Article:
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Marine Alliance for Science and Technology for Scotland

Dynamics and Properties of Marine Systems

Dynamics and Properties of Marine Systems

The DPMS Theme addresses the complex physical, chemical and biological interactions within dynamic marine systems. Marine physics, biogeochemistry, coastal dynamics and oceanography come together to provide a process-resolving, quantitative description of the marine system which requires the understanding of past conditions, the characterisation of present conditions and the prediction of future changes to the dynamics and properties of the system. Technological developments that allow improved characterisation and interpretation of marine systems are integral to this Theme. The effect of climate change on marine systems and the effect of changes in the marine system on the wider earth system fall within this theme.
Observing, modelling, quantifying and, ultimately, understanding marine systems is key to understanding their response to a changing Earth’s climate. Beyond their immediate domain, the oceans determine the character, variability and trend of local, regional and global climate by their long-term storage and transport of heat and carbon and dominance of the global fresh-water cycle. A critical challenge is to integrate our knowledge of ocean systems at different spatial and temporal scales and across disciplines, and to understand how these systems interact. Advances in technology, particularly the development of new observing platforms and novel sensors will enable sustained and highly resolved observations of physical, chemical, biological and geological properties, and so play a critical role in this. Development and application of appropriate modelling tools, in conjunction with high quality observational data, are crucial for transforming data into information that can be used to inform society and policy making, and to support key user groups in the sustainable exploitation of marine resources.

This theme hosts expertise from the MASTS community in four fora: Technology, Platforms & Sensors, Numerical & Experimental Hydrodynamic Modelling, Marine Biogeochemistry and Marine Climate Change.  Each is integral to our theme by allowing improved interpretation of marine systems from novel observing platforms and sensors, modelling and quantifying ocean processes integrated across physical, chemical, biological and geological properties, and describing the present and past ocean climate and investigating how it is changing and the effects this may have on habitats and ecosystems.   In our DPMS Theme Case Studies, topical cross-disciplinary challenges are addressed.  These evaluate and explore our current knowledge and pool scientific expertise across the Theme and wider MASTS community.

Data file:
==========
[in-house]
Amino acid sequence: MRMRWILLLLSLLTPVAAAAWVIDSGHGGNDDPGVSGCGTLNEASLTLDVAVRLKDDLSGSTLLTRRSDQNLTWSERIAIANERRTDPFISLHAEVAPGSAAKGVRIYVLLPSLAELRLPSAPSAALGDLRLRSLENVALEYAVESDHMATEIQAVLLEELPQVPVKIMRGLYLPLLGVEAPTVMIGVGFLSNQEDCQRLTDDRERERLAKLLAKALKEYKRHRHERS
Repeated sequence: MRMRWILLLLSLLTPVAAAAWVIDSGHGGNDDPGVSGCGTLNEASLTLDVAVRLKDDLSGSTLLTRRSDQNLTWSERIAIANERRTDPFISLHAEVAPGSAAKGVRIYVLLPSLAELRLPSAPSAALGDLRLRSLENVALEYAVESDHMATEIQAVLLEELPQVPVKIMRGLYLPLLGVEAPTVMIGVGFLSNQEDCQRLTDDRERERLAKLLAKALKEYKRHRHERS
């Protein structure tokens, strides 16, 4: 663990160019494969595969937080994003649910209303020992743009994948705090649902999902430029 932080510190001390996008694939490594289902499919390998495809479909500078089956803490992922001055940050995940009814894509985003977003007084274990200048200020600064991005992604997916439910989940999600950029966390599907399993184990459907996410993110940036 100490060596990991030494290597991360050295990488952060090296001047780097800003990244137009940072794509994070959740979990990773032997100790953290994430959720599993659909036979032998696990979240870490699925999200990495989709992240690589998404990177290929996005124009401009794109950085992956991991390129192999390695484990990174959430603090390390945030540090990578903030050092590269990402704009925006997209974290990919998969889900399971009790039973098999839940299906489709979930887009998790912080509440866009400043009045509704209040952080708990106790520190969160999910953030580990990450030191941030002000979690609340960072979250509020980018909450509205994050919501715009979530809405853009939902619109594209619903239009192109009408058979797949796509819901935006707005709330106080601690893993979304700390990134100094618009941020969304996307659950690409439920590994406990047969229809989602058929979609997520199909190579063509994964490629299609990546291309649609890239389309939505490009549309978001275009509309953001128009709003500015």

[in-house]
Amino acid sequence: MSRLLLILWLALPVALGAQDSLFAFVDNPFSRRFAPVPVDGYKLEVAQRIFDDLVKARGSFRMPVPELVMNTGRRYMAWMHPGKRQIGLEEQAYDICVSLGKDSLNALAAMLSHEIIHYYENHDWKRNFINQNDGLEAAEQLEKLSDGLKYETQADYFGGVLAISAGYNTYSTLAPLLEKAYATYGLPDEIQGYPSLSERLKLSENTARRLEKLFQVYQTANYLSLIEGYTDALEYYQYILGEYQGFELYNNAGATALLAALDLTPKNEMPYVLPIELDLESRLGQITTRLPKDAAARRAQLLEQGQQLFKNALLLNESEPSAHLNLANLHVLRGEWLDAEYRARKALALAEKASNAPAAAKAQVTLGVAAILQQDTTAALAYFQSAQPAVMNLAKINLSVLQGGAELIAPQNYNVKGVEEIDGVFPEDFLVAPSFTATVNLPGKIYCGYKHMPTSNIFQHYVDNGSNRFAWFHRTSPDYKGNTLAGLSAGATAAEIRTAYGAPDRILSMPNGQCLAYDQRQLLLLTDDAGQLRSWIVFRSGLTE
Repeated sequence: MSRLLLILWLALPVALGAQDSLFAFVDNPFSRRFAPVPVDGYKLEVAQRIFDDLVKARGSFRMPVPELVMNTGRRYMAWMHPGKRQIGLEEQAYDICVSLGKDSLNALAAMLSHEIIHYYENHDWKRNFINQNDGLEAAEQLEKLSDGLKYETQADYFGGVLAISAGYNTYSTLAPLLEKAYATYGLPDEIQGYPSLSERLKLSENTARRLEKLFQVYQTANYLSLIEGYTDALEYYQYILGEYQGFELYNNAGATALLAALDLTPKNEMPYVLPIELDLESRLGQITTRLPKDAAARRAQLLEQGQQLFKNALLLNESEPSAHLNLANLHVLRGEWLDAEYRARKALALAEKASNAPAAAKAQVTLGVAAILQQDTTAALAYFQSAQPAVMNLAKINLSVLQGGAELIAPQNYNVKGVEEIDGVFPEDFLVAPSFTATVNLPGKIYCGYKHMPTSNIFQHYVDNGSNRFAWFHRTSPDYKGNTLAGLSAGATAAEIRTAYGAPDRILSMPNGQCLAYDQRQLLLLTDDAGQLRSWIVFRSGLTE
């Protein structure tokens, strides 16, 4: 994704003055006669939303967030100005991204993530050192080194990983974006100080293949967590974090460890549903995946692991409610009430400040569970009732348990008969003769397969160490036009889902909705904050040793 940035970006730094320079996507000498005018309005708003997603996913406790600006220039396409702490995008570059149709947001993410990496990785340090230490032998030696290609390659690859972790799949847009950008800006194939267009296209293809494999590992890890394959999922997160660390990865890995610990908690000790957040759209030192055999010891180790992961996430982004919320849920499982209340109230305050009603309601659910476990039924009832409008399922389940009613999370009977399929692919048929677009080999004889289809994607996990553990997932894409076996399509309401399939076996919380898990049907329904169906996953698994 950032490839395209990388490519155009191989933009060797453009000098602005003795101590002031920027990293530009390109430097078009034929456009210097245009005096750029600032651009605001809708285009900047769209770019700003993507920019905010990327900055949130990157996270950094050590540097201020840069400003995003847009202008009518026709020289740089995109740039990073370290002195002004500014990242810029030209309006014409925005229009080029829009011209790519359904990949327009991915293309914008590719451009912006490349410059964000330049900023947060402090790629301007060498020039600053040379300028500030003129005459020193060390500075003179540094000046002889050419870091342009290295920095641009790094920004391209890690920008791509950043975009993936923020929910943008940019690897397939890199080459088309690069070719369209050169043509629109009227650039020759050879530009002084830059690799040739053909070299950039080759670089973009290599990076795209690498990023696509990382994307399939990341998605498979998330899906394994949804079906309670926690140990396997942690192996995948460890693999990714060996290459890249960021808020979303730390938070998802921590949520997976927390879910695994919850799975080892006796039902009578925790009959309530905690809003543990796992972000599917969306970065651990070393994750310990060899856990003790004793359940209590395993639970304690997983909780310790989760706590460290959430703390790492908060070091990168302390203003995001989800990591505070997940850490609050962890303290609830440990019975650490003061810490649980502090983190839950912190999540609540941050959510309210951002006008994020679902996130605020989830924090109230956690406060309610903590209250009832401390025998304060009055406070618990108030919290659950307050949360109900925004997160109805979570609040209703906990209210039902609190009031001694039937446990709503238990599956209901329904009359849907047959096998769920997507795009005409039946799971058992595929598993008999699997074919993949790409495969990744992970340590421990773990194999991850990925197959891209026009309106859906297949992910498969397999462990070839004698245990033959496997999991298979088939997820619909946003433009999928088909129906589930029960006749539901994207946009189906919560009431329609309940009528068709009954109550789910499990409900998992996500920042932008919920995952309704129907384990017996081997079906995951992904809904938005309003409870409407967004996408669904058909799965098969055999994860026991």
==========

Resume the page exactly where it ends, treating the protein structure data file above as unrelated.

MASTS also has links with the SAGES research pool which has shared interests in the dynamics and properties of marine systems.

Theme Objectives

The DPMS theme will

  1. Sponsor, review and co-ordinate the activities of relevant fora, which provide the thematic granularity appropriate to the Theme’s remit.
  2. Communicate the activities of the sponsored fora to the MASTS Executive Committee.
  3. Propose and conduct activities relevant to the overall Theme remit, beyond that of its individual fora, such as dissemination sessions at the MASTS Annual Science Meeting.
  4. Host Case Studies, topical cross-disciplinary challenges which address specific areas of importance or knowledge gaps of relevance to the Theme.
  5. Communicate and collaborate with external initiatives with shared interests such as other research pooling initiatives, thematic networks, marine co-ordination initiatives, partnerships, etc.
Theme leader: Dr Alejandro Gallego (Marine Scotland Science)
Deputy Leader: TBC

Steering Group: 

  • MASTS Marine Climate Change Forum Convenor: Dr Bee Berx, Marine Scotland Science
  • MASTS Numerical Hydrodynamic Modelling Forum Convenor: Rory O’Hara Murray, Marine Scotland Science
  • MASTS Marine Biogeochemistry Forum Convenor: TBC
  • MASTS Technology, Platforms & Sensor Forum Convenor: Dr Lars Boehme, University of St Andrews
  • Dr David McKee (MASTS Lecturer, University of Strathclyde);
  • Dr Seb Hennige (Heriot Watt University);
  • Dr Ted Schlicke (SEPA);
  • Dr Marie Porter (SAMS);

Associated Forums

Marine climate Change Forum
Toxic water. Ecology world problem.
BioGeoChemistry Forum

Related case studies for Marine Systems

Minugulay Reef Complex

Loch Linnhe and Lynn of Lorn

Sullom Voe

Extended Ellet Line

Loch Etive

Faroe-Shetland Channel & West of Scotland MPA

MASTS Resources

We’re working behind the scenes to bring you a suite of useful, and updateable, resources including: 

  • Find an expert
  • Find facilities & equipment
  • MASTS Publications


If you would like to be updated when the resources section is live please let us know.